Bad examples of anchor text from an SEO content writer

Ted Koppel 1976

No, not you, Ted Koppel. Wrong kind of anchor.

The last article explained how to use anchor text to build linkbacks.  Now, let’s make that a little more concrete by looking at some good and bad examples of anchor text.

You see a lot of random anchor text on websites.  Don’t do this!  Here are some bad examples of anchor text usage.

Why shouldn’t an SEO content writer use anchor text like this?

What’s wrong with these examples?

In the first example, the anchor text is “here”, which says nothing to search engines about the client’s site.  Bad, bad, bad.

The second example uses the client’s URL as anchor text.  Again, this misses the opportunity to tell search engines that it’s relevant to travel advice.

In the final example, the anchor text includes the keyword, but includes a lot of other junk too.  It effectively makes the whole phrase “the best place for travel advice” into one big keyword.  How often will users search using that exact phrase?  Not as often as with the simple two-word phrase “travel advice.”

Now, I threaten to get myself into trouble here, because there are times when you do want longer, less common phrases.  They’re called “long-tail” search terms, and they are relevant to the customer buying cycle, but that’s an advanced keyword research concept and can be safely ignored for our introductory purposes here.  For the most part, as an SEO content writer, you should stick to just your keyword as anchor text.

More things to avoid in anchor text

Be careful not to be deceptive in using anchor text.  If the site has little to do with travel advice, that’s bad etiquette.  Likewise, if the context of the link suggests something other than being taken to the client’s site, that’s bad too.  For example, if a definition of the keyword is suggested, and then user gets transported to a commercial site, that’s deceptive.  Don’t do it.

Another thing usually good to avoid is building linkbacks within the body of the article.  The risk here is that the article will turn into one big advertisement.  Article directories usually want solid, relatively impartial content.  It depends on the site that publishes your work, but most prefer you to save the linkback for the resource box at the end.  Doing otherwise might get your article rejected.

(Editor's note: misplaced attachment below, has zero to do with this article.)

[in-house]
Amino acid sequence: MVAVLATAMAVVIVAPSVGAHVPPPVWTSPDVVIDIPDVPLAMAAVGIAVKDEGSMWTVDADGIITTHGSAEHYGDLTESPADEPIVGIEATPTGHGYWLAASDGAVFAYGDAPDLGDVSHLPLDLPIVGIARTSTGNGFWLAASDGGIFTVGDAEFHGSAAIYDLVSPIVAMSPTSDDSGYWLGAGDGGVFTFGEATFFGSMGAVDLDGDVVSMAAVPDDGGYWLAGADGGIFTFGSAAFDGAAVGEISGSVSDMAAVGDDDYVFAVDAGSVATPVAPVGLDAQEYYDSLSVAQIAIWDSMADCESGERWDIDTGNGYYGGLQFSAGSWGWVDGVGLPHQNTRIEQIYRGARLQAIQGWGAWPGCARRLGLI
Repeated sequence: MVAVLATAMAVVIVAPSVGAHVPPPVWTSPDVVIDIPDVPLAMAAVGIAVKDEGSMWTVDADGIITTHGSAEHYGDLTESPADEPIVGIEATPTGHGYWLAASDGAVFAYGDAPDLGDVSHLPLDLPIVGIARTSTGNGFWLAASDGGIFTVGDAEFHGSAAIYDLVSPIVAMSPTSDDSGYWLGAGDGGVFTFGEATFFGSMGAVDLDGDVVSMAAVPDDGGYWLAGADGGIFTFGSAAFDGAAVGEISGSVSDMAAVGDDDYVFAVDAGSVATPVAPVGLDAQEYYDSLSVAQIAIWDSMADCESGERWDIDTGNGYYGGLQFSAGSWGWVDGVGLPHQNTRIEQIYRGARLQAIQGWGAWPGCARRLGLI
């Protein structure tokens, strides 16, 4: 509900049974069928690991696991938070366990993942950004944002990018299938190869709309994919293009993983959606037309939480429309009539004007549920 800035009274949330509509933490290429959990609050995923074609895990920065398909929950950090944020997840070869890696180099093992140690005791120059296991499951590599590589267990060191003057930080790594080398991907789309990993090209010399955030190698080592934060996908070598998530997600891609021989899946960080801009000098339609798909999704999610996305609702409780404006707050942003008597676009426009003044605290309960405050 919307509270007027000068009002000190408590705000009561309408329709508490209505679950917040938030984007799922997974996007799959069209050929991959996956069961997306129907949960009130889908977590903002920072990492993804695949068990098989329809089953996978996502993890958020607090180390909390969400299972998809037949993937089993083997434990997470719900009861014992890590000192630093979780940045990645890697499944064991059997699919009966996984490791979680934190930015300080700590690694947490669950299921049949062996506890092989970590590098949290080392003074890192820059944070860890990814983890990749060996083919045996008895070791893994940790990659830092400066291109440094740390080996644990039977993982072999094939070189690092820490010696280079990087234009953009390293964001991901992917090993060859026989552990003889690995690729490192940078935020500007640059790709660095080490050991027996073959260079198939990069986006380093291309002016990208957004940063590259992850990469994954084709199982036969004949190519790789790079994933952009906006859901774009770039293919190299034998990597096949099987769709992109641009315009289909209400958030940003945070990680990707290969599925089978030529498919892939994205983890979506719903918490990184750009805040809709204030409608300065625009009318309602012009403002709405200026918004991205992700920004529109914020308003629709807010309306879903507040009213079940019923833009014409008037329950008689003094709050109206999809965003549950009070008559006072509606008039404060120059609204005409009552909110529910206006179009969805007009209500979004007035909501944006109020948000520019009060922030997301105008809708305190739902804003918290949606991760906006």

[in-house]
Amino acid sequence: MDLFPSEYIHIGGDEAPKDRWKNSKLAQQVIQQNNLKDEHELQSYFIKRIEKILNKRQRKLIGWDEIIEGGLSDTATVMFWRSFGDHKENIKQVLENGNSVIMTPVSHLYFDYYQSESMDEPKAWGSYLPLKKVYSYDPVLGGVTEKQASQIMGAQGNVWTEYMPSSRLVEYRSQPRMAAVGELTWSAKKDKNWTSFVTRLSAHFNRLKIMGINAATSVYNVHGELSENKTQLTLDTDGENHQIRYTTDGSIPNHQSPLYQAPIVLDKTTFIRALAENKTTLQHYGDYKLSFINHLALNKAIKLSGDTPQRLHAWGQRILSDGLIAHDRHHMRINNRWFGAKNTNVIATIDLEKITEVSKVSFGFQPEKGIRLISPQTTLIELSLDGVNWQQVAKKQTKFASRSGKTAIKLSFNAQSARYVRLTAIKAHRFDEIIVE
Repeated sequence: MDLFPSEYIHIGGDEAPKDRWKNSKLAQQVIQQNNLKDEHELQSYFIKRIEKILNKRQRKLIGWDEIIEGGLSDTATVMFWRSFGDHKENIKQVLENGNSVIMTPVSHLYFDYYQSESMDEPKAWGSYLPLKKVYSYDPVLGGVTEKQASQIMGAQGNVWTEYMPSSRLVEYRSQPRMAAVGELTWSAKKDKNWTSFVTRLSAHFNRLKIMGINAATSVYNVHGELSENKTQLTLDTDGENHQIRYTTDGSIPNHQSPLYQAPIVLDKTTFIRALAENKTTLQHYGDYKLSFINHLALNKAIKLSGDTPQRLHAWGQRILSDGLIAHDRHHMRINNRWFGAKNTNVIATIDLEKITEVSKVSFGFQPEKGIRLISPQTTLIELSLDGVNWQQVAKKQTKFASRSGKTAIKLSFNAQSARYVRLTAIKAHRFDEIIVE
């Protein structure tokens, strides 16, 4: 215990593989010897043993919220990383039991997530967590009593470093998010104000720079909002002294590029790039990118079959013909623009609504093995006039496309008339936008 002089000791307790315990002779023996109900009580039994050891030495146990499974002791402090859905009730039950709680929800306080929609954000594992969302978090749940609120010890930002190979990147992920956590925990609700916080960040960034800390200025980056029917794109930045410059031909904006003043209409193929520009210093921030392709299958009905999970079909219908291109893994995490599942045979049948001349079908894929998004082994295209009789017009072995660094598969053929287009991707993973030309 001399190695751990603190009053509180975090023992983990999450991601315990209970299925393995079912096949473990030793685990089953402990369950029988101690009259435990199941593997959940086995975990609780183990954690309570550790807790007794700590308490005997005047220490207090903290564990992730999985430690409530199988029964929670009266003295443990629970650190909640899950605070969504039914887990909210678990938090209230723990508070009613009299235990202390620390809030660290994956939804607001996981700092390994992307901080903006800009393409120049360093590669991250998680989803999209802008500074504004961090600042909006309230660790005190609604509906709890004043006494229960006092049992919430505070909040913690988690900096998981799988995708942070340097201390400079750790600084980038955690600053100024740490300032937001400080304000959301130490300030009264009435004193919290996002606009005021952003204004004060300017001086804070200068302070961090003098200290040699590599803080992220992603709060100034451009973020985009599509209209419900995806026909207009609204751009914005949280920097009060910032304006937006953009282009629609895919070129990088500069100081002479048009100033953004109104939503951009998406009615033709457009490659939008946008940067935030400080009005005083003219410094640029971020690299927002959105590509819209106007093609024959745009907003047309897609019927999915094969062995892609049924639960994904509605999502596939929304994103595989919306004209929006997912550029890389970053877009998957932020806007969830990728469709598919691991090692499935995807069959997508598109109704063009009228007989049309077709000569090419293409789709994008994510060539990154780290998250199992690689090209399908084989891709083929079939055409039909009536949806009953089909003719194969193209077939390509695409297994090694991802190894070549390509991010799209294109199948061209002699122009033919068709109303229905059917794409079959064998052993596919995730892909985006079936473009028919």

Good use of anchor text

As stated in the previous article (but which cannot be overstated), remember the following points to make the best use of anchor text:

  • anchor text is what’s displayed to the user as the hyperlink
  • the words of the anchor text tell search engines something about the site to which they link
  • use the keyword as anchor text
Advertisements
Tagged , , , , , , , , , , , , , ,

3 thoughts on “Bad examples of anchor text from an SEO content writer

  1. […] Bad examples of anchor text from an SEO content writer (btnewberg.com) […]

  2. Amel Ryan says:

    Good article. Simple and to the point! A couple of questions for you… For white hat SEO is there an ideal ratio of anchors to other text per article?

    You mentioned long-tail keywords. Again, is there an ideal number? Would three words be a reasonable length? Hope you have time to clarify these for me and many thanks for posting the article.

    • Not that I am aware of. Also, depending on who you ask, you will get different answers. Since search engines don’t publish their algorithms, people have to work out the “ideal” strategies by guesswork and trying experiments. So, it’s hard to pin down a perfect ratio.

Comments are closed.

%d bloggers like this: